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Thread: Remembering Past Christmas

  1. #1
    Join Date
    Feb 2008
    S E Washington State

    Remembering Past Christmas

    Just wondering if any of you had past Christmases that are a fondly remembered a little above all others you could share. I have three that I always find myself thinking of this time of year.

    When I was a little guy, old enough to have figured out Santa, our family started drawing names for who we were to buy gifts for. This included my favorite uncles and aunt. One year my uncle drew my name. About a week before Christmas he brought a package to our house. He said, "Paul I drew your name this year and I got you something special." "But," he said, "it needs to be taken care of until you can open the package on Christmas Eve. I've put a small hole in the box and you need to feed it twice each day. Here is some cracked corn, be sure and put some in the hole in the morning and in the evening. Don't move the box or shake it around, you could hurt what is inside" Will I did, twice a day, religiously feed that box. I'd bend down and listened, never heard a thing. Really had me worried, and on Christmas Eve, when we were all together, my uncle said it had to be the last gift to be opened. I know it took forever for everyone else to get their gifts open, but I finally got to open the package, with great care because I didn't want to hurt what was inside. It was a basket ball hoop with a bunch of cracked corn inside the box!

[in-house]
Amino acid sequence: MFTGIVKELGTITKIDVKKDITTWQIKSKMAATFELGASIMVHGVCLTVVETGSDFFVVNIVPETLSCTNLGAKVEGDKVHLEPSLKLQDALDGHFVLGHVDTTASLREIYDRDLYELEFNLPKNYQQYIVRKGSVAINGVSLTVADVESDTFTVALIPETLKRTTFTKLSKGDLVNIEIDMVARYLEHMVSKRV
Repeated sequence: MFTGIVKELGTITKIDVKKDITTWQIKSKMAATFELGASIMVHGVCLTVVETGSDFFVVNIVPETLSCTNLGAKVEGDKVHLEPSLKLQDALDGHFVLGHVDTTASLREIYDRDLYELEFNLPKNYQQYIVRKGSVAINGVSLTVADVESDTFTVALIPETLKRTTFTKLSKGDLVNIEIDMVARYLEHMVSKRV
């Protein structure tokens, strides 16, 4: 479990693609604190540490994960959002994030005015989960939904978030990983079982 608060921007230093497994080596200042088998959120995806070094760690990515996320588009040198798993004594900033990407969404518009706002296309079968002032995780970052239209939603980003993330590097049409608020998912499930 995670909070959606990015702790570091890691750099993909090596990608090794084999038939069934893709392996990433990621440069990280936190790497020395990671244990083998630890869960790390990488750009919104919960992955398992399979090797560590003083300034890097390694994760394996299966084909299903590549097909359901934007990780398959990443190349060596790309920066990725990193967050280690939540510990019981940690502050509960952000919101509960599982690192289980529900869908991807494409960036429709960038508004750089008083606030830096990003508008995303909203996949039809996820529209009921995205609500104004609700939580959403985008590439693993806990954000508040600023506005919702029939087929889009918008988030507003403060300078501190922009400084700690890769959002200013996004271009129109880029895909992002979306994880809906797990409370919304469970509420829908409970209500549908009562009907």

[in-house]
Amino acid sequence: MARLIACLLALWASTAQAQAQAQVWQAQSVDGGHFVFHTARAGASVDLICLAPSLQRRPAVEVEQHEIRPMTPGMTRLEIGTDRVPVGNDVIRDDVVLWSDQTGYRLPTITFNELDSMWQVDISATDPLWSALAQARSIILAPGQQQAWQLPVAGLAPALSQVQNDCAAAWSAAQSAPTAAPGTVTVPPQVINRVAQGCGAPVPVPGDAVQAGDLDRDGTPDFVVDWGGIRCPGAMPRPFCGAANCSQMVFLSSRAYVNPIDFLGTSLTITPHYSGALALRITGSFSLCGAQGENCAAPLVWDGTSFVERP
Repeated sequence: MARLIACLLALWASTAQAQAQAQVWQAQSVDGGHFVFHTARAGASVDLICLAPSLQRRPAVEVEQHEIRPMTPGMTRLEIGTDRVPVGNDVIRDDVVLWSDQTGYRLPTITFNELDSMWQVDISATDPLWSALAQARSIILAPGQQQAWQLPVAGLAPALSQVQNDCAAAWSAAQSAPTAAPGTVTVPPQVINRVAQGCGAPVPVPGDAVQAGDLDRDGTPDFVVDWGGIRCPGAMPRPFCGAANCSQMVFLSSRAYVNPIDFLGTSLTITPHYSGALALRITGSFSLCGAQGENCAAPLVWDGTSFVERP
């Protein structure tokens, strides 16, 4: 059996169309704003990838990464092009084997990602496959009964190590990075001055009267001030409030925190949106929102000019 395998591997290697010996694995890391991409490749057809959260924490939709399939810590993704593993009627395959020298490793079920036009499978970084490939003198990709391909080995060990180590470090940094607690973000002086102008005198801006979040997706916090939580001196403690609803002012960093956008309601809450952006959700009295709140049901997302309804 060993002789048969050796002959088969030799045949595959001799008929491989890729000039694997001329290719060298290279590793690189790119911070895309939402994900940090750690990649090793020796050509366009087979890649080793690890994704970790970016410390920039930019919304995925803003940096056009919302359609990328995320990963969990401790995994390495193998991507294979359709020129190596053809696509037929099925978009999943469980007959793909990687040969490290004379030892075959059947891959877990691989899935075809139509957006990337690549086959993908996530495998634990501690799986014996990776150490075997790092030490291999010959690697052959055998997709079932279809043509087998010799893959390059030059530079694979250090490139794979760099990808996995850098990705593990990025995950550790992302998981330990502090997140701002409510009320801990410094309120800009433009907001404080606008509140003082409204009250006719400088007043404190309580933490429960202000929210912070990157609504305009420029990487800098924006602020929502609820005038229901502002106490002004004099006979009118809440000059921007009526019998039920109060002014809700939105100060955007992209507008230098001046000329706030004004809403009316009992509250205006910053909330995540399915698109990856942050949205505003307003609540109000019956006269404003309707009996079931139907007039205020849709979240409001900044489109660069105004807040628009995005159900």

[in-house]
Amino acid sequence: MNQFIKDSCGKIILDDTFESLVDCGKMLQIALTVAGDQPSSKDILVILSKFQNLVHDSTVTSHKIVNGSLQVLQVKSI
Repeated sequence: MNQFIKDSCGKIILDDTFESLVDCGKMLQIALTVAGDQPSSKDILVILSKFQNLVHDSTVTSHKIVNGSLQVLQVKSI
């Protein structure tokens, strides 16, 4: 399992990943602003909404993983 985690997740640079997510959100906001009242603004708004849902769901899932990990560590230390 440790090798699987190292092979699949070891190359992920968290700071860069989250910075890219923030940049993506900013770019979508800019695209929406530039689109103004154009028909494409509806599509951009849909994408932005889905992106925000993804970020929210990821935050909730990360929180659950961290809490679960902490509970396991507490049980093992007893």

In 1965 I was in Chu Lai, VN. My enlistment in the service was up in January 1966 so I knew I'd be home for Christmas. I hadn't been home for over two years so I was really anxious. One day in early December the platoon Sargent looked me up and told me to go pack my sea bag I would be flying to Da Nang the next day and catch a plane back to the states from there. The next morning I was sitting in my tent, with my packed sea bag waiting for the word to go get on the small plane for Da Nang. In comes the Battalion First Sargent. He says sorry Cpl Douglass but your flight is canceled you have just been extended 4 months "convenience of the government. I was down, but nothing could be done about it. Well it turned out to be a very memorable Christmas. It was early enough in the war that some people in the States went all out for the service guy. They brought in a truck load of packages from people back home. It was amazing. I wanted the guys in my group to have something besides "C" rations for Christmas dinner so I wrote to Figi, (Don't remember is that is how it is spelled) a mail order place that you can buy specialized food and candy from, and asked it they thought a smoked pheasant would make it to VN in good eatable shape. I got a special package a few days later from them and it had a pheasant it it. They asked me to let them know how it made the trip and if good, place my order. It was great so I ordered a couple. Just before Christmas I got my package from them, and inside was about four extra pheasants, in addition to the ones I ordered and a bunch of boxes of candy. One big box candy cost over $100 if ordered from them. I had enough to feed the platoon! All free from Figi. My folks sent me a box with a flocked, fresh 4' Christmas tree all decorated, even had lights on it. Word got out, and you wouldn't believe the "Brass" that came around to see and smell the Christmas tree. One was a General. It was really a Christmas to remember for sure. And I didn't have to feel guilty for leaving and going home while my pals stayed in VN.